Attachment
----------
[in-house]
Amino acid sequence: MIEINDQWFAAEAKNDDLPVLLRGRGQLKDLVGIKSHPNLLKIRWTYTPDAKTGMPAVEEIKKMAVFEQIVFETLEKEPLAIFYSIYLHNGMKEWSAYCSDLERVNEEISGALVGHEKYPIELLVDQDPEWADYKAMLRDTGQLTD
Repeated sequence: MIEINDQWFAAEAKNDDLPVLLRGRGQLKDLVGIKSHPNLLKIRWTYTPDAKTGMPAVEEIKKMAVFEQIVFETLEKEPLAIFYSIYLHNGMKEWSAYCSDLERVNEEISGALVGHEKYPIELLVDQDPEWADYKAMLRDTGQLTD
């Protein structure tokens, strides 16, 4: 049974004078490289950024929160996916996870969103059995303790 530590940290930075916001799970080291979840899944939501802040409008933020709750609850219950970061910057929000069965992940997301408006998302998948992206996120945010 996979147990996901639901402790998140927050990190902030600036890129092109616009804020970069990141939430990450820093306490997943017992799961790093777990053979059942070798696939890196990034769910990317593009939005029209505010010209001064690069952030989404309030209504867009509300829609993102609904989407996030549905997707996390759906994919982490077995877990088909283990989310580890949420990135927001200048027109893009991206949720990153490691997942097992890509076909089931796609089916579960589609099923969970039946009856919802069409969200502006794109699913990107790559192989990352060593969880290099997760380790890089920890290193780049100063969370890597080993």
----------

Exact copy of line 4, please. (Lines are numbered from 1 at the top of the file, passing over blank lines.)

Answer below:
């Protein structure tokens, strides 16, 4: 049974004078490289950024929160996916996870969103059995303790 530590940290930075916001799970080291979840899944939501802040409008933020709750609850219950970061910057929000069965992940997301408006998302998948992206996120945010 996979147990996901639901402790998140927050990190902030600036890129092109616009804020970069990141939430990450820093306490997943017992799961790093777990053979059942070798696939890196990034769910990317593009939005029209505010010209001064690069952030989404309030209504867009509300829609993102609904989407996030549905997707996390759906994919982490077995877990088909283990989310580890949420990135927001200048027109893009991206949720990153490691997942097992890509076909089931796609089916579960589609099923969970039946009856919802069409969200502006794109699913990107790559192989990352060593969880290099997760380790890089920890290193780049100063969370890597080993």